K. R. SHARMA

848

Table 2. Materials that possess NTE.

# Material Journal Reference

1.0 ZrW2O8, Zirconium

Tungstate (cubic lattice) Acta Crystallography[11]

2.0 (ZrO)2VP2O7 US Patent [12]

3.0 HfW2O8, Halfnium

Tungstate (orthorhombic) J. Appl. Phys. [13]

4.0 ZrMo2O8, Zirconium

molybdate, (cubic) Chem. Mater. [14]

5.0 Silicalite-1 &

Zirconium Silicalite-1 Mater. Res. Bulletin[15]

6.0 CuScO2 (delafossite structure) Chem. Mater. [16]

7.0 Polydiacetylene Crystal J of Polym. Sci. [17]

8.0 Graphite Fiber Composites Proc. of Royal Society[18]

7. Conclusions

Most materials expand upon heating. Some materials

have been reported as NTE, negative thermal expansion

coefficient materials. Very little thermodynamic analysis

has been done on these materials. In this study, Helmholz

free energy change during melting or solidication was

undertaken. Equation (10) was derived for expansivity at

equilibrium.

For physical changes, Equation (10) can be seen to be

always positive. This is because the lowering of pressure

as solid becomes liquid and the internal energy change is

positive resulting in a net positive sign in the RHS, right

hand side of Equation (10). No ideal gas law was as-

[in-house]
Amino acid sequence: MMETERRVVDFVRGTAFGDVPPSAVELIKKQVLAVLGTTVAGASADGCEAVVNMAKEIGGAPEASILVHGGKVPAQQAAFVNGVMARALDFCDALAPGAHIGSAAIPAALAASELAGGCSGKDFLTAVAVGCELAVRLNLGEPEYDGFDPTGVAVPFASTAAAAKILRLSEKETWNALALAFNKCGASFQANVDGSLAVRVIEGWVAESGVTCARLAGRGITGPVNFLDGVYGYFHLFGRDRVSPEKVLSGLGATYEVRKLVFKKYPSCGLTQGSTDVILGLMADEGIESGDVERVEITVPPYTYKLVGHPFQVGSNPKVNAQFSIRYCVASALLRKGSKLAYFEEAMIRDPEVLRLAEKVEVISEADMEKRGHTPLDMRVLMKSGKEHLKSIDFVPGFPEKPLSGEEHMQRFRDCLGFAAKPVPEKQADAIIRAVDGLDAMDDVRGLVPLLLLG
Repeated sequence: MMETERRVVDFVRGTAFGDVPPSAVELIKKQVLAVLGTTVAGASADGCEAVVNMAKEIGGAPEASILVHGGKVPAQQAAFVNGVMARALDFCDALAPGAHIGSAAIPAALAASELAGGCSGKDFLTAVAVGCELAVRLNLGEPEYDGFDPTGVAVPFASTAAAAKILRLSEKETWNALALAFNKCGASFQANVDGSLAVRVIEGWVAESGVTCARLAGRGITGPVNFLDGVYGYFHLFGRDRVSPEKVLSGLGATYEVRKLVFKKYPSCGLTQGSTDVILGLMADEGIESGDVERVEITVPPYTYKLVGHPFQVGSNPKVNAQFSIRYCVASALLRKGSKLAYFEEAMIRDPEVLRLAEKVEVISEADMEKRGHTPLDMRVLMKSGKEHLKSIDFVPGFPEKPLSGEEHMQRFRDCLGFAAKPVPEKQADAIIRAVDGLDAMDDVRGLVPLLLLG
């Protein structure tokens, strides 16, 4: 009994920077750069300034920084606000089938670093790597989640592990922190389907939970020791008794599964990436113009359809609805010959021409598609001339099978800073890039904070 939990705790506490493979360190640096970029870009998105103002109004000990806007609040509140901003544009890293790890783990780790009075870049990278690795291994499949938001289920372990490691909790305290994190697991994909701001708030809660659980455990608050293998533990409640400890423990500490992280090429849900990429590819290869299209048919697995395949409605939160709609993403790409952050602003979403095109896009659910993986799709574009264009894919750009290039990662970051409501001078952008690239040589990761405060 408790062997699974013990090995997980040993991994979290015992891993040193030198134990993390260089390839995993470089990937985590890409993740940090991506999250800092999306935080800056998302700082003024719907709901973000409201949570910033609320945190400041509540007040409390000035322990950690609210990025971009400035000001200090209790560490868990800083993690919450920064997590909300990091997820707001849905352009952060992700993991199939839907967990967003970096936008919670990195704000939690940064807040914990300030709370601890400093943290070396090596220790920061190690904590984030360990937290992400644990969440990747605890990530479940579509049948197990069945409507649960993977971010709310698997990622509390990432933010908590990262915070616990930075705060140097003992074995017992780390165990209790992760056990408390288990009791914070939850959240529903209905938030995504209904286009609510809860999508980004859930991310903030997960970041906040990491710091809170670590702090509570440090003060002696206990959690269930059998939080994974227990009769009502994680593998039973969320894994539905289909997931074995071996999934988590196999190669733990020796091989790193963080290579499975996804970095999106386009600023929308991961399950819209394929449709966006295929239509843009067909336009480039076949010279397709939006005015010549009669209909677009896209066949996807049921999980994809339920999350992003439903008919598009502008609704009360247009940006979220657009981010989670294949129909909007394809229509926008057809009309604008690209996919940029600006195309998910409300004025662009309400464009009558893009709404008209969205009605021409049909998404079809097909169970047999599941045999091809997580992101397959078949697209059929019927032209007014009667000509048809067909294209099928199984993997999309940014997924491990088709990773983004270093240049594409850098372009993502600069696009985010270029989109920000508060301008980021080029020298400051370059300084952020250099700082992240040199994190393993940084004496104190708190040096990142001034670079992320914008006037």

sumed. Only the first two laws of thermodynamics were

used and reversible changes were assumed in order to

obtain Equation (10). Thus reports of materials with ne-

gative thermal expansion coefficient are inconsistent

with Equation (10).

For ideal gases, Equation (23) would revert to the

volume expansivity,

would equal the reciprocal of ab-

solute temperature. This would mean that

can never be

negative as temperature is always positive as stated by

the third law of thermodynamics. So materials are with

negative values for

ab initio are in violation of the

combined statement of the 1st and 2nd laws of thermody-

namics.

Along similar lines to the improvement given by

Laplace to the theory of the speed of sound as developed

by Newton (as discussed in Section 2 Historical Note) an

isentropic volume expansivity is proposed by Equation

(24). This can be calculated using Equation (28) from

isobaric expansivity, isothermal compressibility and a

parameter

that is a measure of isentropic change of

pressure with temperature. Equation (34) can be used to

obtain the isentropic expansivity in terms of heat capaci-

ties at constant volume and constant pressure and iso-

thermal compressibility at a given pressure and tempera-

ture of the material.

Chemical changes have to be delineated from physical

changes when heating the material.

8. Acknowledgements

Acknowledgements are extended to my undergraduate

students in advanced standing in my CHEG 2043 Ther-

modynamics and CHEG 3053 Thermodynamics-II cour-

ses at Prairie View A & M University, Prairie View, TX

for valuable discussions on Clapeyron equation during

office hours.

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